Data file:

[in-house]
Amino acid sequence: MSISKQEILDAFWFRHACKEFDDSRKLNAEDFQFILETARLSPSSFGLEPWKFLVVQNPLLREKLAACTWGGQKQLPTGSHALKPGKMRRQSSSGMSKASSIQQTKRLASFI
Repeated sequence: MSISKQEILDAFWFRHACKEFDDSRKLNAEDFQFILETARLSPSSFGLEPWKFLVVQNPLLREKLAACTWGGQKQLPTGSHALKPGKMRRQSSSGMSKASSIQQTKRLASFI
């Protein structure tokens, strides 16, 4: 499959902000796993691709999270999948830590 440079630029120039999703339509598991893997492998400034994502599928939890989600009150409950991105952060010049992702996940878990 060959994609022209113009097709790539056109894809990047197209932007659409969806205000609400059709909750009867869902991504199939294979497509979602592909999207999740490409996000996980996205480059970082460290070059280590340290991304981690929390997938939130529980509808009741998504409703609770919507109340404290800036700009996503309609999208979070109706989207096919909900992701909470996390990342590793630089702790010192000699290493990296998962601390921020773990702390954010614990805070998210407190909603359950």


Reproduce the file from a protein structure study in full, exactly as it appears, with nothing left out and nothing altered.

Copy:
[in-house]
Amino acid sequence: MSISKQEILDAFWFRHACKEFDDSRKLNAEDFQFILETARLSPSSFGLEPWKFLVVQNPLLREKLAACTWGGQKQLPTGSHALKPGKMRRQSSSGMSKASSIQQTKRLASFI
Repeated sequence: MSISKQEILDAFWFRHACKEFDDSRKLNAEDFQFILETARLSPSSFGLEPWKFLVVQNPLLREKLAACTWGGQKQLPTGSHALKPGKMRRQSSSGMSKASSIQQTKRLASFI
């Protein structure tokens, strides 16, 4: 499959902000796993691709999270999948830590 440079630029120039999703339509598991893997492998400034994502599928939890989600009150409950991105952060010049992702996940878990 060959994609022209113009097709790539056109894809990047197209932007659409969806205000609400059709909750009867869902991504199939294979497509979602592909999207999740490409996000996980996205480059970082460290070059280590340290991304981690929390997938939130529980509808009741998504409703609770919507109340404290800036700009996503309609999208979070109706989207096919909900992701909470996390990342590793630089702790010192000699290493990296998962601390921020773990702390954010614990805070998210407190909603359950």